30.3 Sampling distribution: Two independent means

The data for testing the hypothesis are shown below. The numerical summary (Sect. 24.1) must summarise the difference between the means (since the RQ is about the difference), and should summarise each group. All this information is found using software (jamovi: Fig. 30.1; SPSS: Fig. 30.2), and can be compiled into a table (Table 30.2).

The appropriate summary for graphically summarising the data is a boxplot (though a dot chart is also acceptable). An error bar chart (Fig. 24.7), which allows the sample means to be compared, should also be produced.

jamovi output for the phone reaction time data

FIGURE 30.1: jamovi output for the phone reaction time data

SPSS output for the phone reaction time data

FIGURE 30.2: SPSS output for the phone reaction time data

The difference between the sample means is 51.59 ms… but this value will vary from sample to sample; that is, there is sampling variation. The sampling variation (expectation) for the values of \(\bar{x}_A - \bar{x}_B\) can be described as having:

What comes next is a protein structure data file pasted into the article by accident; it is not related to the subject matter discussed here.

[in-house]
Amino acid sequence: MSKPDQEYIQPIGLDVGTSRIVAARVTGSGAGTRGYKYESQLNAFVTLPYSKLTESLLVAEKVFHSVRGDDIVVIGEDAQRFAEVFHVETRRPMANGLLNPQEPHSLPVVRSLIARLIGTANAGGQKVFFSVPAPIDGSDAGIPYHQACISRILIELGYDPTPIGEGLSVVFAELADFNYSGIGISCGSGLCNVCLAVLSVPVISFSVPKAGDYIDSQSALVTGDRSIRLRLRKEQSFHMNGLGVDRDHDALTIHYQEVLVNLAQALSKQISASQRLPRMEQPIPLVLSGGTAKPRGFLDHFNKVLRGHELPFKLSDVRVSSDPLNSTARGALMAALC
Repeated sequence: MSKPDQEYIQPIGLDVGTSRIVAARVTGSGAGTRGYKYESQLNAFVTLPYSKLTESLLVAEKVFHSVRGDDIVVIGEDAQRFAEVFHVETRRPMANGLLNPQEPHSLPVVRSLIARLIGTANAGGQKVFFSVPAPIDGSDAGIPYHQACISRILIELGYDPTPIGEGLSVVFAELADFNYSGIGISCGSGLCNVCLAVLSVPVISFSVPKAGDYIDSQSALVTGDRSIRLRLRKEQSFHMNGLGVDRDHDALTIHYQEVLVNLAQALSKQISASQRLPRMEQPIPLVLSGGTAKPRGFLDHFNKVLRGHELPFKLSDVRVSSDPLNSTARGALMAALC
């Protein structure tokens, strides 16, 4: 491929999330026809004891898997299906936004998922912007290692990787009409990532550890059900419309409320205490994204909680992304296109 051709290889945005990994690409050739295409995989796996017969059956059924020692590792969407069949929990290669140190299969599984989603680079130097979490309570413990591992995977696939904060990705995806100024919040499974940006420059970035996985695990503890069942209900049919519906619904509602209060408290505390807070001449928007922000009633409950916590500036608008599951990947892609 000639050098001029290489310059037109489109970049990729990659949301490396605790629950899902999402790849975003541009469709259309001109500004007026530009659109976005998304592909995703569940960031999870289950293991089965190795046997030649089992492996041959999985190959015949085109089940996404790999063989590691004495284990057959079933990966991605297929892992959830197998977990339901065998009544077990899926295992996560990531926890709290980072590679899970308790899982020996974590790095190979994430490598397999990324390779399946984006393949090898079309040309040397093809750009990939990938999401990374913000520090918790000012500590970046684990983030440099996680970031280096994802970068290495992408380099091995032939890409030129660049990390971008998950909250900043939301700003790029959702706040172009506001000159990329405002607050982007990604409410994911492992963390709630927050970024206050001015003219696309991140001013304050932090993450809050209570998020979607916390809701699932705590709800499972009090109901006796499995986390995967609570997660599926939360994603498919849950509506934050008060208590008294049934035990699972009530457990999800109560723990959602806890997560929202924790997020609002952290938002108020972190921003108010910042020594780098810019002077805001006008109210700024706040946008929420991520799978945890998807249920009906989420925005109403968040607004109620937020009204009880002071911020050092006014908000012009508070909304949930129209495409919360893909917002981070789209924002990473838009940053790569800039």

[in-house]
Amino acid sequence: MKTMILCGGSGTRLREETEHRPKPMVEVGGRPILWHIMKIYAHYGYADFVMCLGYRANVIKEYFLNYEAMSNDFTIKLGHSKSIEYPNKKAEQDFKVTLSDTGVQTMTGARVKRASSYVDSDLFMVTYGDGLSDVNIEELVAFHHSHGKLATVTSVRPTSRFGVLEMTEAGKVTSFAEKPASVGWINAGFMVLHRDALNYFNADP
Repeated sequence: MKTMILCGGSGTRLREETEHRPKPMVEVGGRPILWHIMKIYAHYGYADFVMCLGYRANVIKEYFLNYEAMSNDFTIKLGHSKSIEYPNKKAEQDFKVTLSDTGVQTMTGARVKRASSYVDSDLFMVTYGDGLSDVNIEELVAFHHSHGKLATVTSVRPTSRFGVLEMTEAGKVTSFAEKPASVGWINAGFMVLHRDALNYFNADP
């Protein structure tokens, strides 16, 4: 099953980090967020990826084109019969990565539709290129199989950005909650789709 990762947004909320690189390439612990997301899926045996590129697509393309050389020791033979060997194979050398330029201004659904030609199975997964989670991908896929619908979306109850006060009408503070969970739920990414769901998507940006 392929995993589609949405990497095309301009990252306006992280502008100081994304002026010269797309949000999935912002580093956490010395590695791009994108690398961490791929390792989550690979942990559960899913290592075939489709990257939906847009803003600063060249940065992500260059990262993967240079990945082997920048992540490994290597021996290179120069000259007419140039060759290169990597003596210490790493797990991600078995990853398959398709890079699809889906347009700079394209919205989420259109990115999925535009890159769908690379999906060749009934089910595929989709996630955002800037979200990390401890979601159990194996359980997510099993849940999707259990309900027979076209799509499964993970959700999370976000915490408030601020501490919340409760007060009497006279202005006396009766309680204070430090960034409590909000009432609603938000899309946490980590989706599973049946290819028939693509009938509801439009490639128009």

• an approximate normal distribution;
  • centred around \({\mu_{P}} - {\mu_{C}} = 0\) (from \(H_0\));
  • with a standard deviation of \(\displaystyle\text{s.e.}(\bar{x}_P - \bar{x}_C)\), called the standard error for the difference between the means.
jamovi and SPSS give results from two similar hypothesis tests. In this book, we will always use the second row of information (the “Welch’s \(t\)” row in jamovi; the “Equal variance not assumed” row in SPSS) because it is more general and makes fewer assumptions.
TABLE 30.2: Numerical summaries of the reaction-time data (in milliseconds)
Mean Sample size Standard deviation Standard error
Using phone 585.1875 32 89.6460558116231 15.8473334927566
Not using phone 533.59375 32 65.3599756065616 11.5541204923968
All students 51.59375 19.6121309189865